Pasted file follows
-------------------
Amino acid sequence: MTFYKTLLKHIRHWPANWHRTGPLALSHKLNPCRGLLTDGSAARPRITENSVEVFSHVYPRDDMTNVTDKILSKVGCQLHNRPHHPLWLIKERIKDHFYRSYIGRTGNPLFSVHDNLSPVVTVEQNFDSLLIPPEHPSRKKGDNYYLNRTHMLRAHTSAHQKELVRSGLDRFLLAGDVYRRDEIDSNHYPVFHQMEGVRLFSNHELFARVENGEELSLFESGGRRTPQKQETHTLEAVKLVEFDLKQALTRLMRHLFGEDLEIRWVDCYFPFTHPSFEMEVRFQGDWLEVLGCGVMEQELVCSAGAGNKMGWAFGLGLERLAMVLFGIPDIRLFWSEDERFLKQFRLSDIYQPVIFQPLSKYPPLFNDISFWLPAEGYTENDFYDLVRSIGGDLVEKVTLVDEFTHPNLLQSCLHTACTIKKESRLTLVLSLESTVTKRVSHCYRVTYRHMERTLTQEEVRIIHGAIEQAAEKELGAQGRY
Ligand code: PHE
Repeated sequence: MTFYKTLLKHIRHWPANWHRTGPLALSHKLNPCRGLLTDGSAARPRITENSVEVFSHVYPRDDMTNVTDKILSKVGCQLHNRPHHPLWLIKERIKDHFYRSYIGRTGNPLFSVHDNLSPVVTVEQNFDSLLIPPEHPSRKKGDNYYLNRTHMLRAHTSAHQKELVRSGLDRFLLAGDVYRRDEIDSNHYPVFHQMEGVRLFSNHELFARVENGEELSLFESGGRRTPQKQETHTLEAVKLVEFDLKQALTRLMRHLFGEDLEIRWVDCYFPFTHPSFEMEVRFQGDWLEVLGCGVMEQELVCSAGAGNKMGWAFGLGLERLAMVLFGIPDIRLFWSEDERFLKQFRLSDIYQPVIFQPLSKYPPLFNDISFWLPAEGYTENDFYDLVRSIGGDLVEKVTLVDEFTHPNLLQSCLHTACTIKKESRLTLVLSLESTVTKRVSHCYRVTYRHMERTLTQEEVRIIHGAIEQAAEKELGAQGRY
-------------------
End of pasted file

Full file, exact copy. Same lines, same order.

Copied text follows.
Amino acid sequence: MTFYKTLLKHIRHWPANWHRTGPLALSHKLNPCRGLLTDGSAARPRITENSVEVFSHVYPRDDMTNVTDKILSKVGCQLHNRPHHPLWLIKERIKDHFYRSYIGRTGNPLFSVHDNLSPVVTVEQNFDSLLIPPEHPSRKKGDNYYLNRTHMLRAHTSAHQKELVRSGLDRFLLAGDVYRRDEIDSNHYPVFHQMEGVRLFSNHELFARVENGEELSLFESGGRRTPQKQETHTLEAVKLVEFDLKQALTRLMRHLFGEDLEIRWVDCYFPFTHPSFEMEVRFQGDWLEVLGCGVMEQELVCSAGAGNKMGWAFGLGLERLAMVLFGIPDIRLFWSEDERFLKQFRLSDIYQPVIFQPLSKYPPLFNDISFWLPAEGYTENDFYDLVRSIGGDLVEKVTLVDEFTHPNLLQSCLHTACTIKKESRLTLVLSLESTVTKRVSHCYRVTYRHMERTLTQEEVRIIHGAIEQAAEKELGAQGRY
Ligand code: PHE
Repeated sequence: MTFYKTLLKHIRHWPANWHRTGPLALSHKLNPCRGLLTDGSAARPRITENSVEVFSHVYPRDDMTNVTDKILSKVGCQLHNRPHHPLWLIKERIKDHFYRSYIGRTGNPLFSVHDNLSPVVTVEQNFDSLLIPPEHPSRKKGDNYYLNRTHMLRAHTSAHQKELVRSGLDRFLLAGDVYRRDEIDSNHYPVFHQMEGVRLFSNHELFARVENGEELSLFESGGRRTPQKQETHTLEAVKLVEFDLKQALTRLMRHLFGEDLEIRWVDCYFPFTHPSFEMEVRFQGDWLEVLGCGVMEQELVCSAGAGNKMGWAFGLGLERLAMVLFGIPDIRLFWSEDERFLKQFRLSDIYQPVIFQPLSKYPPLFNDISFWLPAEGYTENDFYDLVRSIGGDLVEKVTLVDEFTHPNLLQSCLHTACTIKKESRLTLVLSLESTVTKRVSHCYRVTYRHMERTLTQEEVRIIHGAIEQAAEKELGAQGRY